If you’re a writer of children’s books, then listen up! There’s a really interesting article in the Sunday NY Times about the collision course between ebooks and children’s books. In short, when parents want to read a book to (or with) their child, they absolutely refuse to pull out a Kindle or Nook.
This is no great surprise, but a lot of parents really want to deal with actual, old school books instead of electronic versions when it comes to teaching their kids to read. That’s even the case even with parents who themselves are die-hard downloaders of books onto Kindles, iPads, laptops and phones. They just want their kids to experience turning physical pages — like they did as children — and learn about shapes, letters, colors and animals in big, colorful pictures.
It’s also an intimacy thing. There’s nothing like cuddling up with your child and a book; a tablet just isn’t the same.
The numbers only back up the point this article is making. While electronic books now make up about 25% of adult book sales, they barely hit 5% of children’s book sales. In fact, most parents won’t even buy a children’s book unless they can flip through it themselves and see the pictures. That explains why more children’s books are bought at actual bookstores (instead of on Amazon).
Here are quotes from some parents in the article about their preference for actual books:
“It’s intimacy, the intimacy of reading and touching the world. It’s the wonderment of her reaching for a page with me,”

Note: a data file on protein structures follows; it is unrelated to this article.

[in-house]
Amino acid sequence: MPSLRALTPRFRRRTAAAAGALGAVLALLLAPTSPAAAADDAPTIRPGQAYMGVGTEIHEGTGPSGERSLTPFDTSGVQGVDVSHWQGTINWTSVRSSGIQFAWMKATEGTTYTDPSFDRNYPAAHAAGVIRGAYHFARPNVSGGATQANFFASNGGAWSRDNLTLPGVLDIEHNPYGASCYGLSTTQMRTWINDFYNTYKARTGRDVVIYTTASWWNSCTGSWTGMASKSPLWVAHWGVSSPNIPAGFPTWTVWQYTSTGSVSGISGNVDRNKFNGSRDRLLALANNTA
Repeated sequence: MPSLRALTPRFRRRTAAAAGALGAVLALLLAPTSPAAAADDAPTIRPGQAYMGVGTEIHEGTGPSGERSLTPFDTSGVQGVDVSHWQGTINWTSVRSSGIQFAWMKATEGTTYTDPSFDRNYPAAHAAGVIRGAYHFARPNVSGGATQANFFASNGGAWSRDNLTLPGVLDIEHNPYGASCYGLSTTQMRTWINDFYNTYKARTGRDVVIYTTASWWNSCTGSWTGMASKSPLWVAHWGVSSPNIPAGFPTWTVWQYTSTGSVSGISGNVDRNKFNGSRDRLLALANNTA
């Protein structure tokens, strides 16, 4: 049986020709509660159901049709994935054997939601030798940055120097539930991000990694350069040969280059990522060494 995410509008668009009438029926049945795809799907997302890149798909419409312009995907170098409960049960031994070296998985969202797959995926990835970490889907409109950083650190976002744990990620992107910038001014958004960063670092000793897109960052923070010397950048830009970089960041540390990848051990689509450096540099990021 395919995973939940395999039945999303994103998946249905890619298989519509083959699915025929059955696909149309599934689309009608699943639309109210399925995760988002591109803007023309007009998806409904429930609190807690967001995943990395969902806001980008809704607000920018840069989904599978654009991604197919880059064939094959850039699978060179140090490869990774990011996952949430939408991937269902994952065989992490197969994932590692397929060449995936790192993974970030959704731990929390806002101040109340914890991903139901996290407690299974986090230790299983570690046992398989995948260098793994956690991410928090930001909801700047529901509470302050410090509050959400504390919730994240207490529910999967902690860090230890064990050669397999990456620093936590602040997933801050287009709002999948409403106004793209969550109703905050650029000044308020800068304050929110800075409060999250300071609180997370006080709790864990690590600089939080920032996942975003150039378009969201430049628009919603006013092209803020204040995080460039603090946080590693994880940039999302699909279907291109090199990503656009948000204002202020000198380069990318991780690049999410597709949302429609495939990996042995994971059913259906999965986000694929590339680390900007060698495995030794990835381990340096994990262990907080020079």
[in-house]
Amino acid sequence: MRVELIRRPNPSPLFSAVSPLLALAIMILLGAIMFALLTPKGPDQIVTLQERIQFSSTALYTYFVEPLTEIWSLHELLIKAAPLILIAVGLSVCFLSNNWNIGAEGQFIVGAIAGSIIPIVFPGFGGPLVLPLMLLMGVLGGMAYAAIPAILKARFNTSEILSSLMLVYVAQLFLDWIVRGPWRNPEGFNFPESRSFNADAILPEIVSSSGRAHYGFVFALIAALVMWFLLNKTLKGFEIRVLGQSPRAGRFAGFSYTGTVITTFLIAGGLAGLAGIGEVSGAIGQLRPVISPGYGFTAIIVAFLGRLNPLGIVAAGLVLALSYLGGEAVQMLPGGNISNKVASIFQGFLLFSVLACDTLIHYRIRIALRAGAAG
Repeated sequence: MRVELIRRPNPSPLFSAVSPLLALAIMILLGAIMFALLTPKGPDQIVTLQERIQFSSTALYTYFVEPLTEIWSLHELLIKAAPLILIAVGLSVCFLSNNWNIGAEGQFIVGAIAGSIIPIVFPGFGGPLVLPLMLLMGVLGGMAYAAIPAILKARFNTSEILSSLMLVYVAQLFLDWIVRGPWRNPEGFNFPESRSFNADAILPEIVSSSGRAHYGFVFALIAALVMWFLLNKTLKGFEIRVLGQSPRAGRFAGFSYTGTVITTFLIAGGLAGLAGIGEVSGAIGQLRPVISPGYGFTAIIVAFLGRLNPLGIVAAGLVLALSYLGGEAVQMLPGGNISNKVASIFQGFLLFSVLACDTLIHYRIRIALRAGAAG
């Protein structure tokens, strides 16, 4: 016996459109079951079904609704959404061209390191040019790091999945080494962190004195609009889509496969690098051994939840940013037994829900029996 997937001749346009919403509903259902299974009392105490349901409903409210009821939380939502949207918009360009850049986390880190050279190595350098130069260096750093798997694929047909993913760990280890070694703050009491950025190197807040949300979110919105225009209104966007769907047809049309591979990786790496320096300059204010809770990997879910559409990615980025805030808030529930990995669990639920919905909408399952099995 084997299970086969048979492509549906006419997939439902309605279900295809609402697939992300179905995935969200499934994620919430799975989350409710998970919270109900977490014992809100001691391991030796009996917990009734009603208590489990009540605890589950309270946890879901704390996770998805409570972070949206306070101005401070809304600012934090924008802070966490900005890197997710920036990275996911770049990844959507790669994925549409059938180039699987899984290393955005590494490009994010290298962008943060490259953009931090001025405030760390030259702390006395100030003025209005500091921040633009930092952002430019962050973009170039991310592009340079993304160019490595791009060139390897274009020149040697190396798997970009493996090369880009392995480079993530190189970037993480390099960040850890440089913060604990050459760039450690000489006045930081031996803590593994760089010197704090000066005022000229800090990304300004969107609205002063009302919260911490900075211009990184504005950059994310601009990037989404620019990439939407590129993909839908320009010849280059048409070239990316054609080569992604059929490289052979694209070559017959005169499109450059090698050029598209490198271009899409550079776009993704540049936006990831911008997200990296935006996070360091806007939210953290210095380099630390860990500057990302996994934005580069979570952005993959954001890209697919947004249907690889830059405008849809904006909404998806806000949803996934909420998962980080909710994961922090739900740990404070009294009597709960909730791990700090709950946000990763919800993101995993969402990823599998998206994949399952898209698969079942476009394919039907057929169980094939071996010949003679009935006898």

–Leslie Van Every
“I know I’m a Luddite on this, but there’s something very personal about a book and not one of one thousand files on an iPad, something that’s connected and emotional, something I grew up with and that I want them to grow up with. … I feel that learning with books is as important a rite of passage as learning to eat with utensils and being potty-trained.”
— Ari Wallach
“When you read a book, a proper kid’s book, it engages all the senses. It’s teaching them to turn the page properly. You get the smell of paper, the touch.”
“If he [his 5-year-old] is going to pick up the iPad, he’s not going to read, he’s going to want to play a game. So reading concentration goes out the window.”
The lesson for authors in all this? If you write children’s books, don’t jump too far on the e-book bandwagon. Sure, you can offer e-books, but don’t make your book electronic at the expense of print. While ebooks may be all the norm in the future, today’s parents really want their children’s books on paper. And who can blame them?